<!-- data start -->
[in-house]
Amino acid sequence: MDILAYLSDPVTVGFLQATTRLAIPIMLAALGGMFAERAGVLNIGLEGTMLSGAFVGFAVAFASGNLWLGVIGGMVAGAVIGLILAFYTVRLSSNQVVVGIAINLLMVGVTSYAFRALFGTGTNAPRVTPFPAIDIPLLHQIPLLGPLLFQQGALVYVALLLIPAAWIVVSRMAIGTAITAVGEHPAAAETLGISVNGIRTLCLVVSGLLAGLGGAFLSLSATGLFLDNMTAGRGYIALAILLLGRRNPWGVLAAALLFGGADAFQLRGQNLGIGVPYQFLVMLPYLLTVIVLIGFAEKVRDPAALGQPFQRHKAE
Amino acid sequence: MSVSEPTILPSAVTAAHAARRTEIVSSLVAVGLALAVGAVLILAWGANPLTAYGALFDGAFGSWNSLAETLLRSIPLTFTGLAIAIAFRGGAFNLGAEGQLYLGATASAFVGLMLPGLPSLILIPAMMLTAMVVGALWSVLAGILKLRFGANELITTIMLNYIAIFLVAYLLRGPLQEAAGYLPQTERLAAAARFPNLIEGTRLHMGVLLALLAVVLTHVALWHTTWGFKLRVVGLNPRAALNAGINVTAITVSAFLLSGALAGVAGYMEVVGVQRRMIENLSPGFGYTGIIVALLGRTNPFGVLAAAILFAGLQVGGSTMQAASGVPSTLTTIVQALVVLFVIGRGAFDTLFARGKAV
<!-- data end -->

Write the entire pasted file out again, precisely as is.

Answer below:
[in-house]
Amino acid sequence: MDILAYLSDPVTVGFLQATTRLAIPIMLAALGGMFAERAGVLNIGLEGTMLSGAFVGFAVAFASGNLWLGVIGGMVAGAVIGLILAFYTVRLSSNQVVVGIAINLLMVGVTSYAFRALFGTGTNAPRVTPFPAIDIPLLHQIPLLGPLLFQQGALVYVALLLIPAAWIVVSRMAIGTAITAVGEHPAAAETLGISVNGIRTLCLVVSGLLAGLGGAFLSLSATGLFLDNMTAGRGYIALAILLLGRRNPWGVLAAALLFGGADAFQLRGQNLGIGVPYQFLVMLPYLLTVIVLIGFAEKVRDPAALGQPFQRHKAE
Amino acid sequence: MSVSEPTILPSAVTAAHAARRTEIVSSLVAVGLALAVGAVLILAWGANPLTAYGALFDGAFGSWNSLAETLLRSIPLTFTGLAIAIAFRGGAFNLGAEGQLYLGATASAFVGLMLPGLPSLILIPAMMLTAMVVGALWSVLAGILKLRFGANELITTIMLNYIAIFLVAYLLRGPLQEAAGYLPQTERLAAAARFPNLIEGTRLHMGVLLALLAVVLTHVALWHTTWGFKLRVVGLNPRAALNAGINVTAITVSAFLLSGALAGVAGYMEVVGVQRRMIENLSPGFGYTGIIVALLGRTNPFGVLAAAILFAGLQVGGSTMQAASGVPSTLTTIVQALVVLFVIGRGAFDTLFARGKAV